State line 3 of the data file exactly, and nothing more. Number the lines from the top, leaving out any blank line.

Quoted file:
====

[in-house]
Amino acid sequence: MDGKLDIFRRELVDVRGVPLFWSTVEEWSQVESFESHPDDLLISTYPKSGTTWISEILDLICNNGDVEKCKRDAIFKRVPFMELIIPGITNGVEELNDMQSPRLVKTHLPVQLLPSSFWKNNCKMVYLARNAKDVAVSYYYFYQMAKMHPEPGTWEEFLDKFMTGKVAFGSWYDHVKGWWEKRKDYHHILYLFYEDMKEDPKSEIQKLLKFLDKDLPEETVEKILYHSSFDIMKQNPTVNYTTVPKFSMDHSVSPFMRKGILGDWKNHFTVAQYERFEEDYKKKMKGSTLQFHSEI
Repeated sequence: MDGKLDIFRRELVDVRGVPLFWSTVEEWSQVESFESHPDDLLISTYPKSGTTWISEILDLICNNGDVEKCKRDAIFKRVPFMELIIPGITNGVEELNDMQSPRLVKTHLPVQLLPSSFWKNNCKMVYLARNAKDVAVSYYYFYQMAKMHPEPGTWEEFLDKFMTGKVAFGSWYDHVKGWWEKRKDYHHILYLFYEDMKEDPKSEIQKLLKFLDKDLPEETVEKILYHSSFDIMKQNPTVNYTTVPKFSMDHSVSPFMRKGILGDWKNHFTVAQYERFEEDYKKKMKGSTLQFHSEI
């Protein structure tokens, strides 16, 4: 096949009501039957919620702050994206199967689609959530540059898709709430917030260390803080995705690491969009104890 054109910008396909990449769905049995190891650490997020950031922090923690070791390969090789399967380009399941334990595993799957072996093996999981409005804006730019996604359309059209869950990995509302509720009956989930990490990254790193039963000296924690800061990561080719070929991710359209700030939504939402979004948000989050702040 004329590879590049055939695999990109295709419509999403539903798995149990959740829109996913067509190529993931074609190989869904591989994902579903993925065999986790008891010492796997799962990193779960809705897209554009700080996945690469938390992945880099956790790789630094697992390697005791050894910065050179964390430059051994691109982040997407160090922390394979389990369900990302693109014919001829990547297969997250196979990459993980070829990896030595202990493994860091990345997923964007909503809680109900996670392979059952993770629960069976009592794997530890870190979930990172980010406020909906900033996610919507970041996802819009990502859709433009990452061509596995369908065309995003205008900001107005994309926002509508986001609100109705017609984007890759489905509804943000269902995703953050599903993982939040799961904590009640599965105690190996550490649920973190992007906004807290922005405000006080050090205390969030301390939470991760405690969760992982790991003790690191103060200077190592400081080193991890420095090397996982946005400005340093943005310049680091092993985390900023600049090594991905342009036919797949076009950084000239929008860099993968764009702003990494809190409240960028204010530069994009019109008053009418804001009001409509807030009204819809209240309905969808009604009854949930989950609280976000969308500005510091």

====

Repeated sequence: MDGKLDIFRRELVDVRGVPLFWSTVEEWSQVESFESHPDDLLISTYPKSGTTWISEILDLICNNGDVEKCKRDAIFKRVPFMELIIPGITNGVEELNDMQSPRLVKTHLPVQLLPSSFWKNNCKMVYLARNAKDVAVSYYYFYQMAKMHPEPGTWEEFLDKFMTGKVAFGSWYDHVKGWWEKRKDYHHILYLFYEDMKEDPKSEIQKLLKFLDKDLPEETVEKILYHSSFDIMKQNPTVNYTTVPKFSMDHSVSPFMRKGILGDWKNHFTVAQYERFEEDYKKKMKGSTLQFHSEI